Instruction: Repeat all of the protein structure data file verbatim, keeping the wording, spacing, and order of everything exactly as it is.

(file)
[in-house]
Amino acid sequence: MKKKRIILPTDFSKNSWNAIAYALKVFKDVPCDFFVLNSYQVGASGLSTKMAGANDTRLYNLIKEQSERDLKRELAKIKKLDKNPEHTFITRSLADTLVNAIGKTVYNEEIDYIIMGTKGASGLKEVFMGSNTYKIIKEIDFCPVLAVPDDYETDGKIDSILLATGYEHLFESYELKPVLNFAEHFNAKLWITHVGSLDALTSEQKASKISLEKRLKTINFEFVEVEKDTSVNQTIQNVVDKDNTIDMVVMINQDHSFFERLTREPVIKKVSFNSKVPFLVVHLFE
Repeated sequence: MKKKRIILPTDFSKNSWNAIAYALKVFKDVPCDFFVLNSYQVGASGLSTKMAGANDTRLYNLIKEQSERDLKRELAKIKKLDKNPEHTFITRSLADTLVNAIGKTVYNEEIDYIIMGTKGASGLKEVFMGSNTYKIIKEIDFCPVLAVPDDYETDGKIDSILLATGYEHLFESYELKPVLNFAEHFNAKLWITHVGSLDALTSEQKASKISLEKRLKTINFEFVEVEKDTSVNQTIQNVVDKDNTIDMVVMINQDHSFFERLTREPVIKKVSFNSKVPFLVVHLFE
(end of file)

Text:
[in-house]
Amino acid sequence: MKKKRIILPTDFSKNSWNAIAYALKVFKDVPCDFFVLNSYQVGASGLSTKMAGANDTRLYNLIKEQSERDLKRELAKIKKLDKNPEHTFITRSLADTLVNAIGKTVYNEEIDYIIMGTKGASGLKEVFMGSNTYKIIKEIDFCPVLAVPDDYETDGKIDSILLATGYEHLFESYELKPVLNFAEHFNAKLWITHVGSLDALTSEQKASKISLEKRLKTINFEFVEVEKDTSVNQTIQNVVDKDNTIDMVVMINQDHSFFERLTREPVIKKVSFNSKVPFLVVHLFE
Repeated sequence: MKKKRIILPTDFSKNSWNAIAYALKVFKDVPCDFFVLNSYQVGASGLSTKMAGANDTRLYNLIKEQSERDLKRELAKIKKLDKNPEHTFITRSLADTLVNAIGKTVYNEEIDYIIMGTKGASGLKEVFMGSNTYKIIKEIDFCPVLAVPDDYETDGKIDSILLATGYEHLFESYELKPVLNFAEHFNAKLWITHVGSLDALTSEQKASKISLEKRLKTINFEFVEVEKDTSVNQTIQNVVDKDNTIDMVVMINQDHSFFERLTREPVIKKVSFNSKVPFLVVHLFE